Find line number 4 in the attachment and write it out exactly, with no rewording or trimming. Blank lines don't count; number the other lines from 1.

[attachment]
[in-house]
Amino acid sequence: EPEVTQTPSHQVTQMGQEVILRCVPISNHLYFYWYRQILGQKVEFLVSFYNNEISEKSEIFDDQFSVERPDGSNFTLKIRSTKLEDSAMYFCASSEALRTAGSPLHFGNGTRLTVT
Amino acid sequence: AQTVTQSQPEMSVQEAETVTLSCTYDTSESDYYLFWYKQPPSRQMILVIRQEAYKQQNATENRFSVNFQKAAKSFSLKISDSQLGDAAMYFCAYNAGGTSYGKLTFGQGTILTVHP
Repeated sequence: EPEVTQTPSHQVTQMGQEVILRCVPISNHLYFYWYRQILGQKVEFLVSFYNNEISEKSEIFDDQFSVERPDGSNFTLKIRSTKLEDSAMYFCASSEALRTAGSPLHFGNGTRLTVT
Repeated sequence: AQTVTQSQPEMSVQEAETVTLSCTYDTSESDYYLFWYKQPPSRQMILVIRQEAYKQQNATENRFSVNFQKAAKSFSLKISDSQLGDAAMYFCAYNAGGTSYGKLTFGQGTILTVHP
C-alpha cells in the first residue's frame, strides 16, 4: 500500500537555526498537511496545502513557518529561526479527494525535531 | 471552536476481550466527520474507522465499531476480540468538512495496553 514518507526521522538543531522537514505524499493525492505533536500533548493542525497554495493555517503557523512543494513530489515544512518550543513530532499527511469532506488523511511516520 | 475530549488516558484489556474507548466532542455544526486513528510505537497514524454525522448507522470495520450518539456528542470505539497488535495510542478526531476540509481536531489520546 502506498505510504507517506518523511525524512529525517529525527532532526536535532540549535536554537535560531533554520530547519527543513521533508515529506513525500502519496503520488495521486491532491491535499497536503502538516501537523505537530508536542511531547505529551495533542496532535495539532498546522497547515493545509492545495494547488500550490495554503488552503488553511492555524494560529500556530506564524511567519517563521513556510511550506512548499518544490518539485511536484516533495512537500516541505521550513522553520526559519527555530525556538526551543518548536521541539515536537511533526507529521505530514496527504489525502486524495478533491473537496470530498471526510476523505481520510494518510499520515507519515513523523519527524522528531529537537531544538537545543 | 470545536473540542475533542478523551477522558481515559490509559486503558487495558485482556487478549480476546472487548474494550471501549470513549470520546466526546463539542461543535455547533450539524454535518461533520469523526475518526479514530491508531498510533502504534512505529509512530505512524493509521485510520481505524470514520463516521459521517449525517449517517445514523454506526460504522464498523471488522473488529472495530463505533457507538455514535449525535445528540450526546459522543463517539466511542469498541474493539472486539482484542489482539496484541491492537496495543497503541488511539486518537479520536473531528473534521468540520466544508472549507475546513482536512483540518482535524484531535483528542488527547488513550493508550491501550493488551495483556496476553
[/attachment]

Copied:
Repeated sequence: EPEVTQTPSHQVTQMGQEVILRCVPISNHLYFYWYRQILGQKVEFLVSFYNNEISEKSEIFDDQFSVERPDGSNFTLKIRSTKLEDSAMYFCASSEALRTAGSPLHFGNGTRLTVT